Shohei Ohtani brought a six-man rotation to the Angels. Would it work for the Colorado Rockies? | The Denver Post ($)
After reeling in star two-way player Shohei Ohtani over the winter, the Los Angeles Angels have decided to utilize a six-man rotation for the 2018 season. Part of the reasoning is to give Ohtani ample opportunity for at-bats as a designated hitter, while giving him a day of rest the day before and after he makes a start as a pitcher. Aside from Ohtani, this six-man rotation will hopefully allow the Halos to maintain a healthy starting staff. After experiencing an unprecedented number of injuries to the pitching corps from 2016-2017, the Angels will be hoping for strong returns for Garrett Richards, Tyler Skaggs, and Andrew Heaney. The six-man rotation will also be helpful in easing those talented hurlers back into their roles. The Texas Rangers are also set to put a six-man rotation on the field in 2018 as behind Cole Hamels and Matt Moore, they look to stretch out Mike Minor and Matt Bush into full-time starting roles, while also hoping for solid campaigns from veterans Doug Fister and Bartolo Colon.
The Rockies are no stranger to unconventional starting rotations. Recall (or do your best to try to forget) the 2012 four-man 75-pitch limit rotation that the team attempted to roll out. So, could a six-man rotation work for the Rockies? The team has no shortage of starting depth, and will have many young starters entering only their sophomore campaigns. But if one were to ask members of the coaching and pitching staff, the answer seems clear. “I want to be out there every five days,” says staff ace Jon Gray. Gray is surely not alone. While 200-inning seasons are becoming increasingly rare (only 15 pitchers achieved 200 or more innings in each of the past two seasons), they still represent an area to take pride in for elite starting pitchers. That’s a feat Gray has yet to accomplish in his young career, but he states that “I know I can handle the workload.”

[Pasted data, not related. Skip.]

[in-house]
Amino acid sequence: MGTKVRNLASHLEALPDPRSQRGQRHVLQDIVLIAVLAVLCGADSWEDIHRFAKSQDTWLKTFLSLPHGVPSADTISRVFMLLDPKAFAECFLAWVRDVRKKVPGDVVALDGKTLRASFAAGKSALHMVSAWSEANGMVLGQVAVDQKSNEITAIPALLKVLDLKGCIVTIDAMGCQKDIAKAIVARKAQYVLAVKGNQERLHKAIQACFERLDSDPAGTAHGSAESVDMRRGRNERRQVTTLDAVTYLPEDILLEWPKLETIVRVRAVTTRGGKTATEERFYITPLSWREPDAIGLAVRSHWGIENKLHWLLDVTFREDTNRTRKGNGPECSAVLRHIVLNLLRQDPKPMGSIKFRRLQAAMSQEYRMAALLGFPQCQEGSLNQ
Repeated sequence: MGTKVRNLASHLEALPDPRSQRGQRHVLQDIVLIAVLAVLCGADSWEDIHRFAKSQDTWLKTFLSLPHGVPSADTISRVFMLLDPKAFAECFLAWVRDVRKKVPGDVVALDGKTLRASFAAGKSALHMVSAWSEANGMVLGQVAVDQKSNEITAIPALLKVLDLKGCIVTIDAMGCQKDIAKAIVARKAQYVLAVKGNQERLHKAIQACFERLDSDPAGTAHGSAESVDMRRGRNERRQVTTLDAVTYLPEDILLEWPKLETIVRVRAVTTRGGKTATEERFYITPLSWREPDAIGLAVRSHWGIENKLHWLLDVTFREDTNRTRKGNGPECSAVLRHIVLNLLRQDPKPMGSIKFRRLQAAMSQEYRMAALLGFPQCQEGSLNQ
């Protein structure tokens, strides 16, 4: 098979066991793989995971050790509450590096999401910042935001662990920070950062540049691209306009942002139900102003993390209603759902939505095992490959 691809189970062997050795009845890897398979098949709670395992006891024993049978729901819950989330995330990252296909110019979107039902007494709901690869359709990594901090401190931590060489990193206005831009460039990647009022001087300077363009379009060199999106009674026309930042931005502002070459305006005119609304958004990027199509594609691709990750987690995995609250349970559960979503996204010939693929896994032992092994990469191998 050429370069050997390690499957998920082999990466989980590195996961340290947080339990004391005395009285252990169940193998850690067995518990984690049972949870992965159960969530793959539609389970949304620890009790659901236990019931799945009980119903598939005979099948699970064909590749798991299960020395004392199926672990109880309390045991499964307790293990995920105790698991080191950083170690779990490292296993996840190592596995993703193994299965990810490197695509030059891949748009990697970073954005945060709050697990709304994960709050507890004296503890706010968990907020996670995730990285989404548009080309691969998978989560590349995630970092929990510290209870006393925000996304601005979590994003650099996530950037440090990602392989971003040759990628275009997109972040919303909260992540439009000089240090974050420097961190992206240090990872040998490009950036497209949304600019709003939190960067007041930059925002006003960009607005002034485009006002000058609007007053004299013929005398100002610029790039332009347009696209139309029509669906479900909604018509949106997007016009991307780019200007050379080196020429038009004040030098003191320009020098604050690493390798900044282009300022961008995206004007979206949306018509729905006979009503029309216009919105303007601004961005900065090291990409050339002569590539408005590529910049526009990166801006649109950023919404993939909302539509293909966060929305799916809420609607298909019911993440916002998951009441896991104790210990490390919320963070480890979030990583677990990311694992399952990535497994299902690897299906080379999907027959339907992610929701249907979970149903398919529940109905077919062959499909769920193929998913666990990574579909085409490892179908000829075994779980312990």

Rockies Manager Bud Black also put the kibosh on any speculation of a six-man rotation for the Rox. He believes that the young starters are conditioned to take the ball every fifth day. With an increasing number of pitchers undergoing Tommy John surgery (and the Rockies’ own Jeff Hoffman recently experiencing shoulder soreness, though it’s believed to be no big deal), suggestions of six-man rotations for teams across baseball have increased. For the Rockies, though, it seems that the team feels it is in a good place with its young staff to maintain an ordinary five-man sequence. And with the Rockies’ perennial philosophy of carrying eight men in the bullpen, the idea of a six-man rotation would only work to shorten the bench.
Rockies still have much to prove in 2018 | MLB.com
MLB.com’s Thomas Harding has a great overview of how the Rockies are approaching 2018 and what they hope to accomplish. There are quotes from Black, Gray, Nolan Arenado, and Charlie Blackmon about the team’s desire to win in 2018, and the expected contributions from the younger players that make the roster.
Rockies manager Bud Black: Speed helps ‘balance’ lineup | Rox Pile
Black’s focus is on a “balanced lineup”—one that contains speed, power, and average. This spring, Black has placed Raimel Tapia and his blazing speed in the leadoff spot on occasion, though Tapia has not had a ton of success with stealing bags early on. Ultimately, even the threat of a stolen base is powerful, says Black, because it can impact a pitcher’s mechanics when they are worried about a runner.
Who are MLB’s top power-speed threats? | MLB.com
Luckily for Black and the Rockies, the team has two of the premier power-speed combination players in the game in Blackmon and Trevor Story. MLB.com’s David Adler has compiled a list of players with the most barreled batted balls and the quickest spring speed from 2017, and the Rox found a couple of their guys hanging with the likes of Mike Trout and Bryce Harper in that regard.
Colorado Rockies get a visit from a very special group of kids | BSN Denver
Patients from Children’s Hospital Colorado went to visit with the Rockies at Spring Training. This is a trip that members of the Rockies organization have helped to fund for years, from Troy Tulowitzki to Jason Motte. In fact, even though Motte is now with the St Louis Cardinals organization, he funded the trip this year as well. This free article from Drew Creasman at BSN Denver is well worth a full read. The trip to visit the Rockies is very important for the kids. Perhaps the greatest benefit is the rare chance to visit with others experiencing the same trials in life as they are.